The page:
Installed ubuntu 9.10. at 1st it was great. but then it did loads of updates and retarted. But on restart i had a msg saying cant start graphics. all i get is a black dos type screen asking for login and password. i put my login name put it wont let me put the password. it says password _ but the keyboard wont work when i try to enter the password. Also the duel boot screen dont look right. it has loads of boot options. ubuntu generic with some numbers, ubuntu safe mode with the same numbers, then ubuntu generic with a diff set of numbers, then safe mode for that, then vista loader, vista safe mode, windows 7 loader, win 7 safe mode. I dont have vista never have. Even booting win 7 it runs chkdsk before starting. Its never done that before. 9.10 runs fine from disk thats why i installed it so i can try it better and start putting stuff on there. Think its the Nvidia drivers that wont work. As most of my system uses Nvidia drivers including the ethernet modem its a problem. Think there is a problem in the updates that has shut down all the Nvidia drivers. They all worked fine before the updates.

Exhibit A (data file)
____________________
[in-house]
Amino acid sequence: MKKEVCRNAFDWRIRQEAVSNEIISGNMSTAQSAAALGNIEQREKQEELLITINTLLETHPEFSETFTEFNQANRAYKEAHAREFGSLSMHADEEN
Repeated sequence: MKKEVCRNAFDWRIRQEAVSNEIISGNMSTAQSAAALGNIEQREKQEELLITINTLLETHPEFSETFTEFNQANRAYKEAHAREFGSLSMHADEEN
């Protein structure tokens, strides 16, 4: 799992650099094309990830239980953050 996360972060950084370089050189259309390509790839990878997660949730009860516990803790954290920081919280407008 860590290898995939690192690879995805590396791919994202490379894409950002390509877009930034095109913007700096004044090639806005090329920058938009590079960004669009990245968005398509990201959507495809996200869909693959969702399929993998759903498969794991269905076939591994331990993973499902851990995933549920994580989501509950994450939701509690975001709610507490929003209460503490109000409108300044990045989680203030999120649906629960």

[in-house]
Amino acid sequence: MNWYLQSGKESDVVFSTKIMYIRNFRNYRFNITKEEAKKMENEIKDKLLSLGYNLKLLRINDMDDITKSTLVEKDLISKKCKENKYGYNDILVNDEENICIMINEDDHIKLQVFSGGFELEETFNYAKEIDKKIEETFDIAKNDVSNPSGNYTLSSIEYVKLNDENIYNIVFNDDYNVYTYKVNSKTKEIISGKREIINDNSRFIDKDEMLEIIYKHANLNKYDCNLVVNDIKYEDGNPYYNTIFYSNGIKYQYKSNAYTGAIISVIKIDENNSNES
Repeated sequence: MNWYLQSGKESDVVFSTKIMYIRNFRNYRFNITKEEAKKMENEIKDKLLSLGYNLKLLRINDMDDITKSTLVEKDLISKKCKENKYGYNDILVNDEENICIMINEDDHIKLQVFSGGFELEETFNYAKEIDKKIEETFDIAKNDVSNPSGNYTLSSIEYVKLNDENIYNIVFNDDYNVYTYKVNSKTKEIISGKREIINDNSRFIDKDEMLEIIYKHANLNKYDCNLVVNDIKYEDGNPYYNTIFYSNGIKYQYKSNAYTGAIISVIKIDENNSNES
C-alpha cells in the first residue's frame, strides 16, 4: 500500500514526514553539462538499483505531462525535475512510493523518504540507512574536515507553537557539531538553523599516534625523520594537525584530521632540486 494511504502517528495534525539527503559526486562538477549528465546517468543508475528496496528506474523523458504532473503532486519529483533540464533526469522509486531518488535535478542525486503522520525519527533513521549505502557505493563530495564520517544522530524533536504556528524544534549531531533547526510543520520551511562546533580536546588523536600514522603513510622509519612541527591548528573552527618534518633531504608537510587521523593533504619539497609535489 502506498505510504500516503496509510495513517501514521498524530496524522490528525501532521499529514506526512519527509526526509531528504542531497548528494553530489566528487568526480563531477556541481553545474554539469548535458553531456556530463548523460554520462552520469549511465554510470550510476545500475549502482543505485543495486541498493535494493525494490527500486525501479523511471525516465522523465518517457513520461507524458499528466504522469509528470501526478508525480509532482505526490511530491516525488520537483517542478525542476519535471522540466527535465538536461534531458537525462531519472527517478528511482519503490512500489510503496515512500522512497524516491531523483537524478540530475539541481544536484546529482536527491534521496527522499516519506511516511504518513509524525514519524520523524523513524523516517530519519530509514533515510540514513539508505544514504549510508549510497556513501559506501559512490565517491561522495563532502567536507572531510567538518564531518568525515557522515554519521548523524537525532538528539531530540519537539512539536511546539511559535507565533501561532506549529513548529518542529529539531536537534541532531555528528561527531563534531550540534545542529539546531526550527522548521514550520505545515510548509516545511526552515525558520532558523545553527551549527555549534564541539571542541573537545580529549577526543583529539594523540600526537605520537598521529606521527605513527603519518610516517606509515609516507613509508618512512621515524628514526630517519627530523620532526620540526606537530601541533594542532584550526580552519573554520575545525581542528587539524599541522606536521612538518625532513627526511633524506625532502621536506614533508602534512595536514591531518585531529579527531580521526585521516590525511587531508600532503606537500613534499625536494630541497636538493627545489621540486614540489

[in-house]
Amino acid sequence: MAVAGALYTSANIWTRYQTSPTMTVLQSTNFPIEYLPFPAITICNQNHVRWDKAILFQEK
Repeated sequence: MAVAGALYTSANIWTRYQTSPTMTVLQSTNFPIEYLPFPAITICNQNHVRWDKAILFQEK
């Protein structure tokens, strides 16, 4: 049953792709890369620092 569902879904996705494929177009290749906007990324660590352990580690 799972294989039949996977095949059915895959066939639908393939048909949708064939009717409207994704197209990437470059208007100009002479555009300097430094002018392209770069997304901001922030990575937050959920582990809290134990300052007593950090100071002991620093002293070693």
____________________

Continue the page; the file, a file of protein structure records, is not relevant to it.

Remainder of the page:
Ok, few points and questions;
When you say updates, did you click on the big button that says “Upgrade to version 10.04 LTS” ???
From time to time the graphics DO screw up on upgrades if you have third party drivers installed (like nVidia) , but generally this is a feature of nVidia rather than Ubuntu. First thing to try, start Ubuntu from the CD and enter ‘rescue’ mode, when it asks tell it to start a terminal session on your root filesystem. Then at the prompt type in the following (I’m assuming here you have an nVidia graphics card);